I don’t know if I’ve ever accused a stand-up special of being overproduced before. Normally you just grab a few cameras, throw a bunch of people in a room, get Bobcat Goldthwait or Lance Bangs or a music video director to film yourself doing your set a few times, and then edit it all together into an hour or so that cuts out any rough or embarrassing moments. Make sure there are tons of crowd shots, to prove that there are people there, and that their laughter is real. If you want to get arty you can shoot a student film-level short to work as an intro, and maybe spring to license one big song. Crank that out, get it on people’s TVs however you can, and then start the whole process over again.
Hannibal Buress takes a slightly different approach on Miami Nights, his new special that premiered on YouTube over the weekend. The biggest thing you’ll notice is that there are no crowd shots. Not a single one. We hear laughter, we can assume there are people there, but we never see any of them. It’s not that big of a deal, but it definitely sticks out, and once you realize what’s happening it can actually be a little distracting. You keep waiting for a look at the crowd, like when you watch one of those gimmicky movies that tries to keep a single shot for its entire length, and at times thinking about that and anticipating it can overwhelm Buress’s actual performance.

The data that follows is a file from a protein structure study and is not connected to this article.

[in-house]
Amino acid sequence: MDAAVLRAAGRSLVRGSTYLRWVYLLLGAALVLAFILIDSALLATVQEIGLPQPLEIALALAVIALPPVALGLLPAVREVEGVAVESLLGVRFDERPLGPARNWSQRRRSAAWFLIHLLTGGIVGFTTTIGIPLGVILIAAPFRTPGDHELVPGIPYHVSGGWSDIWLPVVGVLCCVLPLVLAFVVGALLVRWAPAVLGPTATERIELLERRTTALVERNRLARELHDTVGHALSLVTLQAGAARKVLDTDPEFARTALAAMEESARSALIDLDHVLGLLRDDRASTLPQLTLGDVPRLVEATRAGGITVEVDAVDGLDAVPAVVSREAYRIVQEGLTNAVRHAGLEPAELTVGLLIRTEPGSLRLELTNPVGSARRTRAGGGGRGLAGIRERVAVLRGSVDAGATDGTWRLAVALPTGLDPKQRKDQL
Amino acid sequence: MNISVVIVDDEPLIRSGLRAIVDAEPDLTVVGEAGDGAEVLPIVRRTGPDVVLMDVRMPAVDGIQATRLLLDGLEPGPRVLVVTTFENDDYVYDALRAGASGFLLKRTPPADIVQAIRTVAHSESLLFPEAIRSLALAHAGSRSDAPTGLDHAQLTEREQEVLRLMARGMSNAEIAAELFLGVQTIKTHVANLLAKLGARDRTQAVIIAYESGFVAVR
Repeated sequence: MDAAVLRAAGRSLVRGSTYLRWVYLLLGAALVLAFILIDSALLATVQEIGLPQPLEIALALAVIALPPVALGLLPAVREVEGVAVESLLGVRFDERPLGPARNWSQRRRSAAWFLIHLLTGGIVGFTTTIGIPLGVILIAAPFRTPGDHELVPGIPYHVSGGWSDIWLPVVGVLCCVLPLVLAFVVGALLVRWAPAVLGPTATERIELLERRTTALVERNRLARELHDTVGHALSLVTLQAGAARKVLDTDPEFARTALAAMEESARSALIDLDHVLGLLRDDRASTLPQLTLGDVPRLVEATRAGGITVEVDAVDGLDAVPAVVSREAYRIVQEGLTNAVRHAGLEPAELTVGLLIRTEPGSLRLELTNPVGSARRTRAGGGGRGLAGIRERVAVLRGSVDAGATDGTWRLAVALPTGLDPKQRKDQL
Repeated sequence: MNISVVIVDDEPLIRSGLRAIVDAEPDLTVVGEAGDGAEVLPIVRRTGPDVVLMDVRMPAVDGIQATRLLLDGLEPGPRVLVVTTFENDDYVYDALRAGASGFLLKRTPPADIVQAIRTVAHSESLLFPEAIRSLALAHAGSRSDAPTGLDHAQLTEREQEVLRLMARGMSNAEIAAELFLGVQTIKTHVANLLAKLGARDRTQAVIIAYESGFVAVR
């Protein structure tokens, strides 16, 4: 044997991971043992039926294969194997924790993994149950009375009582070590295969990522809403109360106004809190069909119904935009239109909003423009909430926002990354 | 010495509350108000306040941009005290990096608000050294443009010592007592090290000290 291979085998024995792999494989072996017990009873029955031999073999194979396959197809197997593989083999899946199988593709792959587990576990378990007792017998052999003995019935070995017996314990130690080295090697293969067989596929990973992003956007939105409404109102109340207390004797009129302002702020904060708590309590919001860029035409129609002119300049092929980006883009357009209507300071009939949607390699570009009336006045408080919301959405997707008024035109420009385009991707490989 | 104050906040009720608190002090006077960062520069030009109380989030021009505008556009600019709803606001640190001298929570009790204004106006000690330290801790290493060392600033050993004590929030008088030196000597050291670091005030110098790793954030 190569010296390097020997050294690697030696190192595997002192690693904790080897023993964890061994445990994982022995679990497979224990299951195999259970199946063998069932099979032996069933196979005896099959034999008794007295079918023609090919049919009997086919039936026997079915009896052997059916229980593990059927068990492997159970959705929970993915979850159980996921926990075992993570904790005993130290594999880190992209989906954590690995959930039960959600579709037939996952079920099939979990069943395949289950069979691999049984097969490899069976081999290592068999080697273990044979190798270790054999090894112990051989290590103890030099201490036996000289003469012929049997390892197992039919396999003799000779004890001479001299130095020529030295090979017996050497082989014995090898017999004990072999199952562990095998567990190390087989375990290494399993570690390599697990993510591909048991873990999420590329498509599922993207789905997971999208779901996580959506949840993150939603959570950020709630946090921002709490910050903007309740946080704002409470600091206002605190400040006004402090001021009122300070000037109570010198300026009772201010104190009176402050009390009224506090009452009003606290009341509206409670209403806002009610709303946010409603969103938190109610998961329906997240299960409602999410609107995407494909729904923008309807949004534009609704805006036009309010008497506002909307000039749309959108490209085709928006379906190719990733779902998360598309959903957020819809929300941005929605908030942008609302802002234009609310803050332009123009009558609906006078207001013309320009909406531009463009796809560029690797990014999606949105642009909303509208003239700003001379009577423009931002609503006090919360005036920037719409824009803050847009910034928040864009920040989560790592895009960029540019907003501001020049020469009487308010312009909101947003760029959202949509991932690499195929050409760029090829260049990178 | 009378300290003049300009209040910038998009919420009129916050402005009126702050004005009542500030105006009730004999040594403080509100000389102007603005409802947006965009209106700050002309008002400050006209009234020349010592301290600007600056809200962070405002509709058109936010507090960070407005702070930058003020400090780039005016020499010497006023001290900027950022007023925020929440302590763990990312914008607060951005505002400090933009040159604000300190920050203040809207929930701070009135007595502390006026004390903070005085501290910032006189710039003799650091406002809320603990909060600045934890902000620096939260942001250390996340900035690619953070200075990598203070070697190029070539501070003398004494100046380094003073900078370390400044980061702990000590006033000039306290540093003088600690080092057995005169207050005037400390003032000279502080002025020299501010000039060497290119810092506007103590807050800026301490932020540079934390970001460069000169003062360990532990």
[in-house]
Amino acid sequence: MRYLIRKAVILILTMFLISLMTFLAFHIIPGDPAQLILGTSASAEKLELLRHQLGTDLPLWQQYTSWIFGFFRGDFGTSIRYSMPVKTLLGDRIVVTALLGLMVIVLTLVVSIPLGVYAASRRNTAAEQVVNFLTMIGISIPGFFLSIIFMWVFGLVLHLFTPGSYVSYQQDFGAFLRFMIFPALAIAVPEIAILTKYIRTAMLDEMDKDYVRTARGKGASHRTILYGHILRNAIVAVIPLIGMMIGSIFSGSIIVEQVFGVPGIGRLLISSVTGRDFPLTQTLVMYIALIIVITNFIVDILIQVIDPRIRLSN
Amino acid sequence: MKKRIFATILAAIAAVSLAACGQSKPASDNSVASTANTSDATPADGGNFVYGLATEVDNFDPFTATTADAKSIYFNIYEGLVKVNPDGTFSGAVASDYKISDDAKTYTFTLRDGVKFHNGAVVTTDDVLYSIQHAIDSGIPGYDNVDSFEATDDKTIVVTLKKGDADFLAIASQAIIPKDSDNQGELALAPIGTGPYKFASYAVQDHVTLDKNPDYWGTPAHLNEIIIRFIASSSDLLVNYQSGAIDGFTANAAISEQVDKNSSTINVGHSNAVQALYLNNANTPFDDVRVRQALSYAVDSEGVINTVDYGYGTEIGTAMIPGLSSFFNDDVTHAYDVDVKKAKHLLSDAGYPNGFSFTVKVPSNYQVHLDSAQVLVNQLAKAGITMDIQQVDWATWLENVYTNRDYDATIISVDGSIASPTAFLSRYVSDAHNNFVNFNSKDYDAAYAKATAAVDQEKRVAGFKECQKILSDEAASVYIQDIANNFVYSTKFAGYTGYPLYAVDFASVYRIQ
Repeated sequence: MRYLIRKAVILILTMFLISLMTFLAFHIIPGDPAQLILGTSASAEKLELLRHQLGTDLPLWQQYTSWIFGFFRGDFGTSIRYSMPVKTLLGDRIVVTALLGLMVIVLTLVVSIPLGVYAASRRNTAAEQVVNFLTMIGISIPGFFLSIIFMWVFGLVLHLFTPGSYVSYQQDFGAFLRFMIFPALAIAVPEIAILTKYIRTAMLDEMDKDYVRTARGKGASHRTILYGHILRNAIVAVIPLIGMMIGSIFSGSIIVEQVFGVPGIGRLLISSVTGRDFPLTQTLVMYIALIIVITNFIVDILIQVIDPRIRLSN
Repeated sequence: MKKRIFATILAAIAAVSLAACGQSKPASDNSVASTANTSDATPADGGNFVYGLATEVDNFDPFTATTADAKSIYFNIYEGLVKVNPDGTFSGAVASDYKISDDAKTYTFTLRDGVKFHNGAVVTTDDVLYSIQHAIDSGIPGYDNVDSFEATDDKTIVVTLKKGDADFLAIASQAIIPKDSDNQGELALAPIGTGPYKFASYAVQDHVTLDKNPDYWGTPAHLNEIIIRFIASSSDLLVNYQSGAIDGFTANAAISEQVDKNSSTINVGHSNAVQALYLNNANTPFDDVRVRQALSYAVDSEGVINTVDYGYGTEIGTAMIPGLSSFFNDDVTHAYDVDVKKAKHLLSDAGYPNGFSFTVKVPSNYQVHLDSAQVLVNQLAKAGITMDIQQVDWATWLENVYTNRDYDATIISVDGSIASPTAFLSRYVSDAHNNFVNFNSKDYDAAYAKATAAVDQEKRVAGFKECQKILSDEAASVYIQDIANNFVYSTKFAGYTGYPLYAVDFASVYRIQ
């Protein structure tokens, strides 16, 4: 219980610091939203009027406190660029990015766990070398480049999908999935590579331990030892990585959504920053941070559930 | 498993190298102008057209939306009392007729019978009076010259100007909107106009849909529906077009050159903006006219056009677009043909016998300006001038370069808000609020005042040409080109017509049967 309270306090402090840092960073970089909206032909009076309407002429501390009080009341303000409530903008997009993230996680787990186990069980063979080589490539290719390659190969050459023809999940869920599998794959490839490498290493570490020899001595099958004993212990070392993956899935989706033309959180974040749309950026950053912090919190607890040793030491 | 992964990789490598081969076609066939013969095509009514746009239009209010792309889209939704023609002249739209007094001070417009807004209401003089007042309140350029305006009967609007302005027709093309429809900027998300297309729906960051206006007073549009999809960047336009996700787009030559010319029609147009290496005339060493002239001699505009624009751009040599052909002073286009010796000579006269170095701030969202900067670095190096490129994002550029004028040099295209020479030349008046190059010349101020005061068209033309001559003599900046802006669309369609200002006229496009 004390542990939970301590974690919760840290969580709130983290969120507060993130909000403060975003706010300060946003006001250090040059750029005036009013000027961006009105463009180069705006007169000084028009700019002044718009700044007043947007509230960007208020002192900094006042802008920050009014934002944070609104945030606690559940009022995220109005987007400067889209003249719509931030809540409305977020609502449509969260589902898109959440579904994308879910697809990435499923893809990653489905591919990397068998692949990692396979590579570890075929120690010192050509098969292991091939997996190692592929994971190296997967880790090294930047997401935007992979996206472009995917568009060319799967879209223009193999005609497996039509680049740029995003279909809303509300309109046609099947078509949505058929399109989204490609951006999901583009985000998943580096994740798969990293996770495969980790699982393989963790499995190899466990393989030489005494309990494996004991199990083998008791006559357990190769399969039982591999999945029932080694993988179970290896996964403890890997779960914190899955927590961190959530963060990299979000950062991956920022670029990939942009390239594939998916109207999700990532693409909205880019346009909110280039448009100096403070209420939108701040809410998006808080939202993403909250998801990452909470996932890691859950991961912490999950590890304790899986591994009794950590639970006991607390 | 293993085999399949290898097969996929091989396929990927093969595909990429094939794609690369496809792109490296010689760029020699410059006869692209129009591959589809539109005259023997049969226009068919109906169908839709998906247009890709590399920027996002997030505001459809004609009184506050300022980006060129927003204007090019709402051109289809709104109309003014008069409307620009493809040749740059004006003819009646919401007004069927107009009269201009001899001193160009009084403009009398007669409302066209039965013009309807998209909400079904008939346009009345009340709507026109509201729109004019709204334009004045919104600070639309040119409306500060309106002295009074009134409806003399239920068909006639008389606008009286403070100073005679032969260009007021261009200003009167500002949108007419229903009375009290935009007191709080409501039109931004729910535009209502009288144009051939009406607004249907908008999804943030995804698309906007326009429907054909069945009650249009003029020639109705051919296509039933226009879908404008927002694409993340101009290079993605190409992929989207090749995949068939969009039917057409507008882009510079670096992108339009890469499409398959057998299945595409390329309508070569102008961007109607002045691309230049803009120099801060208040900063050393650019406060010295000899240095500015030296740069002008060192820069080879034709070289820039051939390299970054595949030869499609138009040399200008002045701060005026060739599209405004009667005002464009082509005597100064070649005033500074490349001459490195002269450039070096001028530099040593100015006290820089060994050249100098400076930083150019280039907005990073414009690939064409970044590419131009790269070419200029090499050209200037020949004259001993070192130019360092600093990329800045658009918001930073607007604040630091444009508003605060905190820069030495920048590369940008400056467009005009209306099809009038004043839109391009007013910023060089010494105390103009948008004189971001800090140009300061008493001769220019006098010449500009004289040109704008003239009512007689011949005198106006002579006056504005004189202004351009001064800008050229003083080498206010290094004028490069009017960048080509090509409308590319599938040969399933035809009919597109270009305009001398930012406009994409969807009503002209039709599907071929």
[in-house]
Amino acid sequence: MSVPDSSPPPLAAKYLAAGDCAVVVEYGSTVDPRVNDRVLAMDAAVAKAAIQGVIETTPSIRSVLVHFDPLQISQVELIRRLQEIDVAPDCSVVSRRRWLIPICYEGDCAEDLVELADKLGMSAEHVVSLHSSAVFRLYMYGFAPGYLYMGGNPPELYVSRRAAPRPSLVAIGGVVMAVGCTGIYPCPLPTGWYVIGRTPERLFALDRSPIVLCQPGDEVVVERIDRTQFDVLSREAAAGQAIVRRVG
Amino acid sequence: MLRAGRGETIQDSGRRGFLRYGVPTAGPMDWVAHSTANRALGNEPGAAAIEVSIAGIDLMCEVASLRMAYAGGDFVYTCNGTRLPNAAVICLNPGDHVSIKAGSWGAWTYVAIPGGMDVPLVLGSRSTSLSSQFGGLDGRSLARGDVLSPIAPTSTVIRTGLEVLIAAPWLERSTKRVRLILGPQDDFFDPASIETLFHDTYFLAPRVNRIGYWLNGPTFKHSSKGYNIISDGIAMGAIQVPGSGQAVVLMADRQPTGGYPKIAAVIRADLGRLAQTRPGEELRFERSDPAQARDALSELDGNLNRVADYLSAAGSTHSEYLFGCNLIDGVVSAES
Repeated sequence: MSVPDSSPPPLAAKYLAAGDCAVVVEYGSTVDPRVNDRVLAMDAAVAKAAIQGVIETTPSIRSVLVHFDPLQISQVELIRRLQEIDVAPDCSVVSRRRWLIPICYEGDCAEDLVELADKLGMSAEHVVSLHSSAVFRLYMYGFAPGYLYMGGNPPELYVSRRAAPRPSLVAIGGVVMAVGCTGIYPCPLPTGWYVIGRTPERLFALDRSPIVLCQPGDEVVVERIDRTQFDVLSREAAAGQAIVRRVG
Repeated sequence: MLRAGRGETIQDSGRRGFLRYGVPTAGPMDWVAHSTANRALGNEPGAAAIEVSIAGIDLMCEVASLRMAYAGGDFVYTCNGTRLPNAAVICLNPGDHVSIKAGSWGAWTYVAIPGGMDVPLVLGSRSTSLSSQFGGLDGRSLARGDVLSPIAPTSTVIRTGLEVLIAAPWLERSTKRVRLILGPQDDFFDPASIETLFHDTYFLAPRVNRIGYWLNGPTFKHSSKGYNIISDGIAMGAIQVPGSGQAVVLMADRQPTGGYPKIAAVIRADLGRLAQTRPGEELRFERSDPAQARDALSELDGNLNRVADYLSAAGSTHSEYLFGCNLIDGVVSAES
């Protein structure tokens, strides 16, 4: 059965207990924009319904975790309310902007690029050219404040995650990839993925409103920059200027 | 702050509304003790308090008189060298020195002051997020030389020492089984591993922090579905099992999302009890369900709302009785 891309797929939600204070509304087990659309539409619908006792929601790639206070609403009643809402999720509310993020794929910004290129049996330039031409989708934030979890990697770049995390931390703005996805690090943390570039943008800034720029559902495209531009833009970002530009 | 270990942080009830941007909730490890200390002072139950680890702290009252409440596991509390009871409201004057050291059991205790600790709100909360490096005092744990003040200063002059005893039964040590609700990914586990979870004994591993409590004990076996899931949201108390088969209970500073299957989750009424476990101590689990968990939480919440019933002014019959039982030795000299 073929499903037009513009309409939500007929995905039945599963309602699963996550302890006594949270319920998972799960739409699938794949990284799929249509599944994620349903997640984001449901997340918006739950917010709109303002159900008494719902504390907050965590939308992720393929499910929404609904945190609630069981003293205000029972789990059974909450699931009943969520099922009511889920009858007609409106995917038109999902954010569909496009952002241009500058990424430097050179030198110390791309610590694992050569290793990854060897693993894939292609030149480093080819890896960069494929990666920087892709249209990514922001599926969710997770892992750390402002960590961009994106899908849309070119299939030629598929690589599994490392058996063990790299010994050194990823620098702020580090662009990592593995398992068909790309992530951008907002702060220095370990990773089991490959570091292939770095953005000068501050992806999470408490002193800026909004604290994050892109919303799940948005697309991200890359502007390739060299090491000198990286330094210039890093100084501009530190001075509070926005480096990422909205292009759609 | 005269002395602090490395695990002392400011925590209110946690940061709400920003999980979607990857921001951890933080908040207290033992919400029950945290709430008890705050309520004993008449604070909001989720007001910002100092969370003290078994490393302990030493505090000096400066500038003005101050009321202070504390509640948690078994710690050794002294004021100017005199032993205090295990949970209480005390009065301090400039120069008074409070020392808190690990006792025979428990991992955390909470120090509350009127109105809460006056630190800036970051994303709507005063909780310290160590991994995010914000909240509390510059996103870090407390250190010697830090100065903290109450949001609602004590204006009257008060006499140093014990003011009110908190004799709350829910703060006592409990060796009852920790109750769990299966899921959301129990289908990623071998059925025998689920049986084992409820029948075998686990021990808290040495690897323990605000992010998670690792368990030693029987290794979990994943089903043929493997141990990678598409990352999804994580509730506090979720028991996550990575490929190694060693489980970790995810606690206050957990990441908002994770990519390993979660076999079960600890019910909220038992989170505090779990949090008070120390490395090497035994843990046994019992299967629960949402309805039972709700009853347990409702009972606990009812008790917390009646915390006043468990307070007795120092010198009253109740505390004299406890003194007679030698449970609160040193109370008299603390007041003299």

Hannibal Buress’s comedy has always been a bit shaggy. His personality is a huge part of his appeal—a little sleepy, a little laid-back, but able to point out idiocy and hypocrisy like a laser beam and efficiently tear it apart with his comedy. This is all on full display in Miami Nights. There’s not a lot of traditional jokes here, but Buress’s delivery is so defined and unique that he can effortlessly get laughs just by how he says things. The long show-closing bit about his 2017 arrest in Miami and the absurdity of the cop who did it sums up the Buress style: yes, it’s a well-observed, highly detailed, perfectly timely tale, but it feels less like a structured piece of comedy and more like a friend rambling his way through a story.
Perhaps that’s why Miami Nights has its unique aesthetic. Beyond the lack of crowd shots, Buress uses a large screen behind him to play different videos and slides that relate to his stories, and there’s a variety of post-production visual effects and graphics used for emphasis throughout. When he acts out mock anger his voice will suddenly be distorted and flames will engulf him. When he mentions his teeth the camera will zoom in tightly on them. It all adds a bit of energy to a show that otherwise lacks it.
Miami Nights might not be Buress’s best special, but that level of production makes it his most memorable. And it’s absolutely worth watching for fans of his comedy, if only for his story about hanging out 2 Chainz. It’s a cool experiment wrapped around another solid hour of Buress stand-up.
Senior editor Garrett Martin writes about videogames, comedy, travel, theme parks, wrestling, and anything else that gets in his way. He’s on Twitter @grmartin.